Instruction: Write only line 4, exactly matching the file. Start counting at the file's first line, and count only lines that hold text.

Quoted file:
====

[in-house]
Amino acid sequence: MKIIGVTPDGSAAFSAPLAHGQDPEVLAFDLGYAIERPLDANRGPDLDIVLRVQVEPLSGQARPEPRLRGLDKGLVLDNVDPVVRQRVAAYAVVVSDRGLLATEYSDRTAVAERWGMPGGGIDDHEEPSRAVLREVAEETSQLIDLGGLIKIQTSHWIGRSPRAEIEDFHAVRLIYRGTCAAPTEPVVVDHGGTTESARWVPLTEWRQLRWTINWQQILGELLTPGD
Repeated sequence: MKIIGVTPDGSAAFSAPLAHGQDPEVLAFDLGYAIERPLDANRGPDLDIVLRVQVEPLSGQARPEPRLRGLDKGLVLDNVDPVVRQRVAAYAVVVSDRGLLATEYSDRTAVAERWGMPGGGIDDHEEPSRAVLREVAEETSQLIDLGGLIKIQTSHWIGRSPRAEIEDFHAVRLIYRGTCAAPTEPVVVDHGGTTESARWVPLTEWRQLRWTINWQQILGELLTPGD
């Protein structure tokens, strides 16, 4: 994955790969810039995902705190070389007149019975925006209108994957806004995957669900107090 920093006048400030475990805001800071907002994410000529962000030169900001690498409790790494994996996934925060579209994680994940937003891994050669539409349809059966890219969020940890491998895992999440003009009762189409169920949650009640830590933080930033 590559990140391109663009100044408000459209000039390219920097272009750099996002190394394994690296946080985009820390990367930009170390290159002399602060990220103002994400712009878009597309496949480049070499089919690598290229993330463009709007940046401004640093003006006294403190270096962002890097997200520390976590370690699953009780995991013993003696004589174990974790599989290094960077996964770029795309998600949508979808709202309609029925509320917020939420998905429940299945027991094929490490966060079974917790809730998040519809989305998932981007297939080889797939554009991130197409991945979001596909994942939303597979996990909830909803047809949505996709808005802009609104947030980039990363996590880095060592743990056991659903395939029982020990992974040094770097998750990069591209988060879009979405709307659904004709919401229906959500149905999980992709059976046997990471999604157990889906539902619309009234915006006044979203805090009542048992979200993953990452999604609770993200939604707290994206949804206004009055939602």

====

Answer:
């Protein structure tokens, strides 16, 4: 994955790969810039995902705190070389007149019975925006209108994957806004995957669900107090 920093006048400030475990805001800071907002994410000529962000030169900001690498409790790494994996996934925060579209994680994940937003891994050669539409349809059966890219969020940890491998895992999440003009009762189409169920949650009640830590933080930033 590559990140391109663009100044408000459209000039390219920097272009750099996002190394394994690296946080985009820390990367930009170390290159002399602060990220103002994400712009878009597309496949480049070499089919690598290229993330463009709007940046401004640093003006006294403190270096962002890097997200520390976590370690699953009780995991013993003696004589174990974790599989290094960077996964770029795309998600949508979808709202309609029925509320917020939420998905429940299945027991094929490490966060079974917790809730998040519809989305998932981007297939080889797939554009991130197409991945979001596909994942939303597979996990909830909803047809949505996709808005802009609104947030980039990363996590880095060592743990056991659903395939029982020990992974040094770097998750990069591209988060879009979405709307659904004709919401229906959500149905999980992709059976046997990471999604157990889906539902619309009234915006006044979203805090009542048992979200993953990452999604609770993200939604707290994206949804206004009055939602």